Roger le Corbet (or Fitz Corbet) was granted several manors in Shropshire in 1069 by William the Conqueror as the Barony of Caus for his role in the Norman conquest and invasion of England. They were named after his Normandy estate in the Pays de Caux. The Corbets owed fealty to Roger de Montgomery, Earl of Shrewsbury to help control Welsh Marches with absolute control over their demesne. Caus Castle was built by Roger le Corbet in the late 11th century as a high motte with a very small summit on which stood a tower and a strongly defended inner bailey.
The castle was sufficiently important that the Crown took an interest in its maintenance. Henry II of England had it garrisoned in 1165. In 1198 Roger Corbet re-built the tower, keep and curtain wall in stone. During the late 12th century a town or borough was founded in the large outer Bailey. A royal grant of 50 marks was made in 1263 towards further building work, when D-shape towers were added to the curtain wall. On the death of Beatrice Corbet in 1347 Caus passed to the Earl of Stafford.
Caus was garrisoned by the Seneschal Griffith ap Ieuan ap Madoc ap Gwenwys against the rebellion of Owain Glyndŵr in the 15th century, but following calls from Welsh graduates in law and students in the University of Oxford he changed sides and supported Glyndŵr. As a result his family lands and role at Caus Castle were forfeited in 1404, only to be restored by Henry V of England in 1419 after his sons Ieuan ap Griffith and Sir Gruffudd Vychan captured John Oldcastle for Lord Charlton of Powys.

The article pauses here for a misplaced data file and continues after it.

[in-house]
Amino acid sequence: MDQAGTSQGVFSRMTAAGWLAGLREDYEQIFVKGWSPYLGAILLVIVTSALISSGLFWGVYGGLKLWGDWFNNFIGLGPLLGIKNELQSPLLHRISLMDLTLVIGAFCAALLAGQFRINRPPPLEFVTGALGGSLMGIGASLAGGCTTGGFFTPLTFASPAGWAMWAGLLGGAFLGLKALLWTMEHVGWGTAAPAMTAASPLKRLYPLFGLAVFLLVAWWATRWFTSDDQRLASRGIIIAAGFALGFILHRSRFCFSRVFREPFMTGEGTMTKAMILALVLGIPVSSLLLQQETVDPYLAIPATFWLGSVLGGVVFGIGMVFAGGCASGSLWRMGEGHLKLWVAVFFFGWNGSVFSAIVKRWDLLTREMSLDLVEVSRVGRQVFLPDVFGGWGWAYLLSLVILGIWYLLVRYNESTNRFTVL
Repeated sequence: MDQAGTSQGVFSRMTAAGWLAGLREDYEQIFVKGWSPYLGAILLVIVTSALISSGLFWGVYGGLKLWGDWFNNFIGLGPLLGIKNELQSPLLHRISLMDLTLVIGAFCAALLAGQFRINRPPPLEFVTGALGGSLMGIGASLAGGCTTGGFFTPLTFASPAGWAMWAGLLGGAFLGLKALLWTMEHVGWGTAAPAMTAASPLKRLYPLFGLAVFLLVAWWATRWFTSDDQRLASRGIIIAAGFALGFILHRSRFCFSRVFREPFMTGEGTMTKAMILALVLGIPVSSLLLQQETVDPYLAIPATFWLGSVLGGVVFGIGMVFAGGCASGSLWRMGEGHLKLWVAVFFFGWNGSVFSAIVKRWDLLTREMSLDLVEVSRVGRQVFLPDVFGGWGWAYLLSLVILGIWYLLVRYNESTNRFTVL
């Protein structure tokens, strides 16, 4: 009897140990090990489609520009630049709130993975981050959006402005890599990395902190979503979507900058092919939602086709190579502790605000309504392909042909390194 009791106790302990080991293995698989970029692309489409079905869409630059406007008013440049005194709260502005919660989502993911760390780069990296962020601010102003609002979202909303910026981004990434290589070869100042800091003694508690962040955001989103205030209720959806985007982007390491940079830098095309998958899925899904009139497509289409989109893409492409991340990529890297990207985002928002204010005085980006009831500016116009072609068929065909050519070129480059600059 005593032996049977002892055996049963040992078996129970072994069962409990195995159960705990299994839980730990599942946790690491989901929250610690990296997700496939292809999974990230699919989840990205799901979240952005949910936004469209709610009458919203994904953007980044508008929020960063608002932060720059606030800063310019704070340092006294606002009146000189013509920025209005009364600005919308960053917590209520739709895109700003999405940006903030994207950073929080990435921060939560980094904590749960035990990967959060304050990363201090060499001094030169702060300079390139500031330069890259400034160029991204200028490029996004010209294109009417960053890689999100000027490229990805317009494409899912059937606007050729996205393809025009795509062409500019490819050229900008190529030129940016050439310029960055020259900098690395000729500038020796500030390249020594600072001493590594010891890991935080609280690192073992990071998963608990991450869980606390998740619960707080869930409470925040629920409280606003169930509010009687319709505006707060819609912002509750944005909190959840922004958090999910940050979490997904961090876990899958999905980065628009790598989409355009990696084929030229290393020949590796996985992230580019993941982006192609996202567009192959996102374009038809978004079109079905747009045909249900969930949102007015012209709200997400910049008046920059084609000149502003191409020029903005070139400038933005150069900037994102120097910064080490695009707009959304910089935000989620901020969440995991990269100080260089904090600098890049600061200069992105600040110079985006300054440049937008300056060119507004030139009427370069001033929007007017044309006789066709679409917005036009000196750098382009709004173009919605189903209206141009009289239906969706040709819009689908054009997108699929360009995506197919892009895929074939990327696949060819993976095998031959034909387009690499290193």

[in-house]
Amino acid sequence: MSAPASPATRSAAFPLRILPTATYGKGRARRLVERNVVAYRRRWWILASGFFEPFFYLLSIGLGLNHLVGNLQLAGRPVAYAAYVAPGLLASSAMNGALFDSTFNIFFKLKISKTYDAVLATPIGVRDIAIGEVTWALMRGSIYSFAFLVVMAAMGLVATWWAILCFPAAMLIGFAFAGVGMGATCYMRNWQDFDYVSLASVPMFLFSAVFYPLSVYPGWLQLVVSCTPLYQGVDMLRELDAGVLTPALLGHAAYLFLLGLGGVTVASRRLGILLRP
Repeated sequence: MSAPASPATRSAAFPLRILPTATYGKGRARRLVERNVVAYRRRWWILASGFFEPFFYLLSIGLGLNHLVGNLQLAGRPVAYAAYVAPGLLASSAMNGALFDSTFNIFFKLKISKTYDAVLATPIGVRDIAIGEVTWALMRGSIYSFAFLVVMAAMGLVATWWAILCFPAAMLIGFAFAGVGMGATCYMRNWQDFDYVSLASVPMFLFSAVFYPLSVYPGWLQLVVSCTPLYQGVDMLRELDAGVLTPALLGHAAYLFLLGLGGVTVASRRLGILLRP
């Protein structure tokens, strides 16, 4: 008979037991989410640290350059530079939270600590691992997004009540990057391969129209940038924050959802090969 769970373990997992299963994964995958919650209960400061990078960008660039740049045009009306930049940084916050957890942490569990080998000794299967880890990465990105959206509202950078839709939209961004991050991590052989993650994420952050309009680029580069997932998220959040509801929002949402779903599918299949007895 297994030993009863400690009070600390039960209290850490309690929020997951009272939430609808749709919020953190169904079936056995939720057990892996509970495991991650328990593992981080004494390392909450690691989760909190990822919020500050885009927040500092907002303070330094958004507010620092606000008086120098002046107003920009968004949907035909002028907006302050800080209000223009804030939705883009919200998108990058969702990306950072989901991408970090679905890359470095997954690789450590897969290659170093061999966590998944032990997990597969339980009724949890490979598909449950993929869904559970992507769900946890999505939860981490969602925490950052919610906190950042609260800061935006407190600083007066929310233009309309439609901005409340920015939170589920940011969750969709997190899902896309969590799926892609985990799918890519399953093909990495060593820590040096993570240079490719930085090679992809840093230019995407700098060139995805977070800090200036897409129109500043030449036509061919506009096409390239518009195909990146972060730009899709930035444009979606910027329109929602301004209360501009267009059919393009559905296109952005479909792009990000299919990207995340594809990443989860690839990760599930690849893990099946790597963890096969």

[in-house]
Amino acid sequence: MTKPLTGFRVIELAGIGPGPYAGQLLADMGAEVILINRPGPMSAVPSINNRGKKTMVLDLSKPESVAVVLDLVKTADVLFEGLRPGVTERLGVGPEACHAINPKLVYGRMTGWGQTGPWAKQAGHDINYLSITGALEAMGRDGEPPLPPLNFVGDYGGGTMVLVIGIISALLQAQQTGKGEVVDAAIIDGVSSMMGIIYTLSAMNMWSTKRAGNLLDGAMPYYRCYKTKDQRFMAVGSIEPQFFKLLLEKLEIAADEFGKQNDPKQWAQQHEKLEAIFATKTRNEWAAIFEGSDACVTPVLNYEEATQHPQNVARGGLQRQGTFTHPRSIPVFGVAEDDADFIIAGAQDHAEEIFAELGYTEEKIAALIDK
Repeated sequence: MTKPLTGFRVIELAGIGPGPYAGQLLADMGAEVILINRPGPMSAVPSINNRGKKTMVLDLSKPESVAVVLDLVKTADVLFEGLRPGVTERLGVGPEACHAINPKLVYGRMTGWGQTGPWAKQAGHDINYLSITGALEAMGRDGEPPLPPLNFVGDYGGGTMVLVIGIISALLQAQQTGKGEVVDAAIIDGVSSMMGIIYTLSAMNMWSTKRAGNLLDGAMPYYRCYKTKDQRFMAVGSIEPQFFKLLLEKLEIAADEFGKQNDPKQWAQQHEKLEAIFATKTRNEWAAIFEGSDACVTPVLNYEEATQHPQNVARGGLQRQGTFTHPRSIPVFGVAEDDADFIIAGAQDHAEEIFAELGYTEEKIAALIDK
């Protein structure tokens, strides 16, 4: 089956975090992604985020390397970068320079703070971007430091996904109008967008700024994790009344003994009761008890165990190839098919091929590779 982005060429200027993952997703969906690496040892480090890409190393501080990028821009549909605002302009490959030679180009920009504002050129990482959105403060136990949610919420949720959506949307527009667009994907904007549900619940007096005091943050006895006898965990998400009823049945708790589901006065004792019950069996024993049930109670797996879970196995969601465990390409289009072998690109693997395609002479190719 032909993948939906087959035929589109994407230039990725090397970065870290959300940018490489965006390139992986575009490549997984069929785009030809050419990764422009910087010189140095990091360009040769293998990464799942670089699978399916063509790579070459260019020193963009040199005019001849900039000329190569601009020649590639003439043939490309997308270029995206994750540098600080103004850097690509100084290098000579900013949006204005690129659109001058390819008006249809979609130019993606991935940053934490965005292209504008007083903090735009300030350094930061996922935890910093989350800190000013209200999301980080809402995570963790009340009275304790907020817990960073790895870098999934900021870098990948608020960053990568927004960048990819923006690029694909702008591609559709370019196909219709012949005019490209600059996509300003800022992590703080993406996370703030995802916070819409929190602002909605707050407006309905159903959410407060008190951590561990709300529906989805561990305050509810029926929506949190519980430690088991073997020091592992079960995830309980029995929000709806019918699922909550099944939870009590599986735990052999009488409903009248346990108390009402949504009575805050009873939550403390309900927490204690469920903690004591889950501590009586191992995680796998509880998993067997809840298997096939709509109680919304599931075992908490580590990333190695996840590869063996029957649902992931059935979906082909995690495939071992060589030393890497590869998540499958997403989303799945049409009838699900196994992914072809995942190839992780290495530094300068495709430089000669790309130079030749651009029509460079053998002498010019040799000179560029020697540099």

On 10 Aug. 1443, at Caus Castle Sir Gruffudd Vychan pierced with a lance the heart of his master, Sir Christopher Talbot (1419–1443), son of John Talbot, 1st Earl of Shrewsbury, and the champion tilter of England. He was outlawed, a reward of 500 marks (£166 6s 8d) offered for his capture, and his lands were passed to John Sutton, 1st Baron Dudley, as the death of the young knight was not regarded as an accident. The Earl of Stafford rarely used the castle in the 15th and 16th centuries so that it decayed, and was finally deserted after it was destroyed in 1645.